My portfolio has some real-estate (RE) assets but not much. The only commercial real-estate that I have come to own (indirectly) is via public REITs (publicly traded real-estate investment trusts). I have been looking into adding a dose of commercial real-estate in my portfolio. As this chart from Blackstone shows, adding some income-generating RE can reduce volatility of stock/bond portfolio.
Commercial RE is not easily accessible to individual investors. It takes specialized knowledge and scale. And most commercial transactions run in seven figures or higher. My investing target is in low six figures, so direct ownership is clearly out of reach for me.
I looked briefly into two of the leading crowd funded real-estate platforms – FundRise and RealtyShares. They look interesting, but I am wary of investing in an unproven venture where I don’t know the long-term record of its organizers. If it’s a matter of a few hundred dollars, I could just experiment with them but here I am considering investing a much larger sum. [Update: RealtyShares has just shut down its business — see my recent blog post: How am I investing in commercial real-estate?]
Blackstone REIT: Enter the new Blackstone REIT called BREIT. It is a non-traded public REIT that invests in commercial real-estate. It is non-traded since it does not trade on a stock exchange and public as opposed to a private REIT that would not be open to general investors. Unlike most other Blackstone products, BREIT is meant for retail individual investors like me – not for institutional investors that are traditionally Blackstone clients.
Blackstone just recently (in 2017) started offering BREIT to public. Since it is non-traded, investors can only buy/sell shares directly through Blackstone. The process of doing it is a bit cumbersome – by design I suspect. All transactions must be registered ahead of time and only take place once a month. Its share price is also updated once a month. The net result is an investment vehicle that is not designed to get in and out in short order. Investors are expected to buy shares and hold on to them for years. In return, they will get monthly income distributions and potential capital gains when they eventually decide to sell. Sounds pretty restrictive when compared to an exchange-traded security, but it’d suit my purpose just fine. I am a buy-and-hold type investor any ways – and real-estate assets are never expected to be as liquid as common stocks.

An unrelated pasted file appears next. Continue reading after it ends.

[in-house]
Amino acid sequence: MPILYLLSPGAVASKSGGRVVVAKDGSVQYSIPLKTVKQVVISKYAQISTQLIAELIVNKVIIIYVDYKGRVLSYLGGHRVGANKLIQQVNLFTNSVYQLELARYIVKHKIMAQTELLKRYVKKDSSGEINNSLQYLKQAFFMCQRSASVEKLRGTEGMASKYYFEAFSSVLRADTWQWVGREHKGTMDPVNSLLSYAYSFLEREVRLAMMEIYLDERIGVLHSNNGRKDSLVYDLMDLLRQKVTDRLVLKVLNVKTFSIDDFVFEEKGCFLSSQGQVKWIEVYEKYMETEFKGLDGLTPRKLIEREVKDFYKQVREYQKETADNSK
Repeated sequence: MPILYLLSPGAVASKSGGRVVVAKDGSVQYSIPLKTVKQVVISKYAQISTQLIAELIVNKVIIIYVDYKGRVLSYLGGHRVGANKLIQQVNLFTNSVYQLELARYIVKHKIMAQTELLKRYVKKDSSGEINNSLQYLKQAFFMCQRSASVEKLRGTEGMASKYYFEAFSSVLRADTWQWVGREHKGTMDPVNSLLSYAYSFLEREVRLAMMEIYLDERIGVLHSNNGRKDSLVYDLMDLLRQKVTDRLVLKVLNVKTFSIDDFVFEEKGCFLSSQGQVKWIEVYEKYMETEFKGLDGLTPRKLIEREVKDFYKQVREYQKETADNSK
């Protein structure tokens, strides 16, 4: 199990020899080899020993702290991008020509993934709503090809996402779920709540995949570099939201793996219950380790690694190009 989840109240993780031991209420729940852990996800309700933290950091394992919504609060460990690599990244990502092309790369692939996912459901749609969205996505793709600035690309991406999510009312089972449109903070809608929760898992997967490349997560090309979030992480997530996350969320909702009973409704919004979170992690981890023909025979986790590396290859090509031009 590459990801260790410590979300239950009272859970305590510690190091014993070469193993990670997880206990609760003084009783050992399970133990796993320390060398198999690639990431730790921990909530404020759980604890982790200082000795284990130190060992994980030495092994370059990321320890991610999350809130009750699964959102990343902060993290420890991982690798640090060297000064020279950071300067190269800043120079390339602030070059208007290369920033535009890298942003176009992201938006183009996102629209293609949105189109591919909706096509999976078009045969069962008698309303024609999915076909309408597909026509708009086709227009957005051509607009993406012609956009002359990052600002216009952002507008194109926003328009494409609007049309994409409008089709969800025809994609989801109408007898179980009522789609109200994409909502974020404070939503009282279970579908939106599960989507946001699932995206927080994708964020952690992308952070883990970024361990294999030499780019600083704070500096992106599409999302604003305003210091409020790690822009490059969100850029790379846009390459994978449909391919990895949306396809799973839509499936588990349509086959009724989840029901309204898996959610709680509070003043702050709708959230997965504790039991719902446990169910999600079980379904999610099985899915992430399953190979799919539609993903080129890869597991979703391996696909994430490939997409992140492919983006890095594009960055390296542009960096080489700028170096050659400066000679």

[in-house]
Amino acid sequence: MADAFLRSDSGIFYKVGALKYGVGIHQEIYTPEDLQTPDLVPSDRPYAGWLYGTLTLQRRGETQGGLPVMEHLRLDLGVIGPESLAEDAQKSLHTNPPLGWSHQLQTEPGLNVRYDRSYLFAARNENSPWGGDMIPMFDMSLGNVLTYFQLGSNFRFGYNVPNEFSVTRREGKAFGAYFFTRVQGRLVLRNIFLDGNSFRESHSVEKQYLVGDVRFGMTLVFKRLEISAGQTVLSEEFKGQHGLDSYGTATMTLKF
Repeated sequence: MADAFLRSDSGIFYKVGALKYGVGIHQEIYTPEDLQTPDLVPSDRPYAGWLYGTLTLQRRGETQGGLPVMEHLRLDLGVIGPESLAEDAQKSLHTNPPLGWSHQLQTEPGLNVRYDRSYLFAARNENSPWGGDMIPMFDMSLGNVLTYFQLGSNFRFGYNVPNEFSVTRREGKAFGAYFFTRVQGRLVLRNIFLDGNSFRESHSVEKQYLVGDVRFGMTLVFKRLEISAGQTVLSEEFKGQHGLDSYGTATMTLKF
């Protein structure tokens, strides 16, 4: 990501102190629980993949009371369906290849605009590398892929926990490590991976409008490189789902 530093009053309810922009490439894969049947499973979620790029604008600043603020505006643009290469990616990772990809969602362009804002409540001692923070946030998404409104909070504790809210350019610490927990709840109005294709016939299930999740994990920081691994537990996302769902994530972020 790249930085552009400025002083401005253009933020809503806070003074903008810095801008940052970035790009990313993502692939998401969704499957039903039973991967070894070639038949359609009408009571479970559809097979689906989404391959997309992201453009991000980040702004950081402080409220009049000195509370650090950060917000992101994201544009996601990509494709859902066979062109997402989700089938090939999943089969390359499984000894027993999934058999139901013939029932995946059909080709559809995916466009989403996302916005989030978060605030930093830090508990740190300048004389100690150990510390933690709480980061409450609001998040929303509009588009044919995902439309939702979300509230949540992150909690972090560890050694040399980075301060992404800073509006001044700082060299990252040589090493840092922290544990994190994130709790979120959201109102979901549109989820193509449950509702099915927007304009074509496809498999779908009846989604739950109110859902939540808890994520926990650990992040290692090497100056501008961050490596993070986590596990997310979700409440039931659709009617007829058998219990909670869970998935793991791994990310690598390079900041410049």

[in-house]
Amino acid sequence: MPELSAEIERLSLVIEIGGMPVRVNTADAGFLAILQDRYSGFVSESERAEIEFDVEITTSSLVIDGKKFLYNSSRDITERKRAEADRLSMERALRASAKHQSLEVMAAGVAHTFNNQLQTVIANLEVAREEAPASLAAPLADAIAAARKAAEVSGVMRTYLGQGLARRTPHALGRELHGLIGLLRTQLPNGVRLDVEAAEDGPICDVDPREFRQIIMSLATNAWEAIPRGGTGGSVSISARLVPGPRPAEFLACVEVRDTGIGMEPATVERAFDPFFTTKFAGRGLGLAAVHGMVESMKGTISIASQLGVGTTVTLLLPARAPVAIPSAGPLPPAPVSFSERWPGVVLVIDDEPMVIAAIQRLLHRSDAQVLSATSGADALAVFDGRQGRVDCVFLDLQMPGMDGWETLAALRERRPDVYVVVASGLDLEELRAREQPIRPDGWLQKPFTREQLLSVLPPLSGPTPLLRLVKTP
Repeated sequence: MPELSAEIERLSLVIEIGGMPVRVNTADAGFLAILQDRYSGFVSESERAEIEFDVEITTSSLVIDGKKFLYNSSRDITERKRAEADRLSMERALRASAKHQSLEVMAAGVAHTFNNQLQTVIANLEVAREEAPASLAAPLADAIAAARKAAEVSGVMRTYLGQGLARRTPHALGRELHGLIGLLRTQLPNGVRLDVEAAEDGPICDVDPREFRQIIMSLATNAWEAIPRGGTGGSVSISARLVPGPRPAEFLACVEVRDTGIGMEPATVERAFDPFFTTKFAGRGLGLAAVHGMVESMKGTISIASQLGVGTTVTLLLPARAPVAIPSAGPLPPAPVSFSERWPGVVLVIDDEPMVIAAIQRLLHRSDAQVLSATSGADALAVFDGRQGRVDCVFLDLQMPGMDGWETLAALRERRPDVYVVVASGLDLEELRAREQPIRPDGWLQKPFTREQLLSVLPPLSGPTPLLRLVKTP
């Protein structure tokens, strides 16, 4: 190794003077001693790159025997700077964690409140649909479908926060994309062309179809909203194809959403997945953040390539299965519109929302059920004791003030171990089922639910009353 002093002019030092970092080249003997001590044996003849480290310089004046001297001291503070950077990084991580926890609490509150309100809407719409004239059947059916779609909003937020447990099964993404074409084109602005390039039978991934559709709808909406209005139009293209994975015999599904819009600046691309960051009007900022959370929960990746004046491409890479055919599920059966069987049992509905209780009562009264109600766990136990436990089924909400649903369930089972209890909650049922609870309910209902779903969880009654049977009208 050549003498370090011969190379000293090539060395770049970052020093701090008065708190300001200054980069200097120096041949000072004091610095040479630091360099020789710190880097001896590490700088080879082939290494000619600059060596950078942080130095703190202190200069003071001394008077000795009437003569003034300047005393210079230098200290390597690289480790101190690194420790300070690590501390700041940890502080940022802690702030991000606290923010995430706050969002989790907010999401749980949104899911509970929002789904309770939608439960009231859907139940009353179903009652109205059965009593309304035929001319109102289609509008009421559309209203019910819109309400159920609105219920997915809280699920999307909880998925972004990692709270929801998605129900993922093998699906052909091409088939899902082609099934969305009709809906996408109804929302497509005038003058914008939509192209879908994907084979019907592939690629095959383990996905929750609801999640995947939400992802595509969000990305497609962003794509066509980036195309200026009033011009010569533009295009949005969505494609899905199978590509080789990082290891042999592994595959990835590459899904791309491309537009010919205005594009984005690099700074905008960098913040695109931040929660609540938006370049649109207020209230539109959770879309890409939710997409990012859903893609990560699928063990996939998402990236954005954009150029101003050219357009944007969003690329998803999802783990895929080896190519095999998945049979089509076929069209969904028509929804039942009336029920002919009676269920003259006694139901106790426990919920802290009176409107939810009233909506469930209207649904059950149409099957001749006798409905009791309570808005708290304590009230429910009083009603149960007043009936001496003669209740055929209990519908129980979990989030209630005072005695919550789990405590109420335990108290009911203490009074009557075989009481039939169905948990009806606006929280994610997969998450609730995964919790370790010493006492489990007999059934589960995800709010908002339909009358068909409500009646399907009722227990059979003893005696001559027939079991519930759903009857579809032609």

Blackstone is arguably the best real-estate investor out there. They have a huge commercial RE business world-wide that caters to big institutional investors. They have a large and capable investing team who has grown this business tremendously over the last few years. So much so that Blackstone has recently promoted their head RE guy to become the company’s next COO. BREIT prospectus says that this retail REIT’s investment decisions will be overseen by the same group that manages their institutional real-estate private equity funds. This really appeals to me. As I previously wrote in my detailed analysis of Blackstone, I have great respect for its management team. I own Blackstone shares in my portfolio.
From its prospectus, BREIT invests in stabilized commercial properties i.e. those that have stable rents at market rate and require minimal capital improvements. This is rather unexciting but relatively safe and stable income-producing RE category.
Their focus is not on any one region or a single property type. They have been investing wherever they find a good deal in the country. So far, their acquisitions have been in multi-family residential living and industrial real-estate with a bit of hotels/motels and retail centers. See the breakdown in this chart: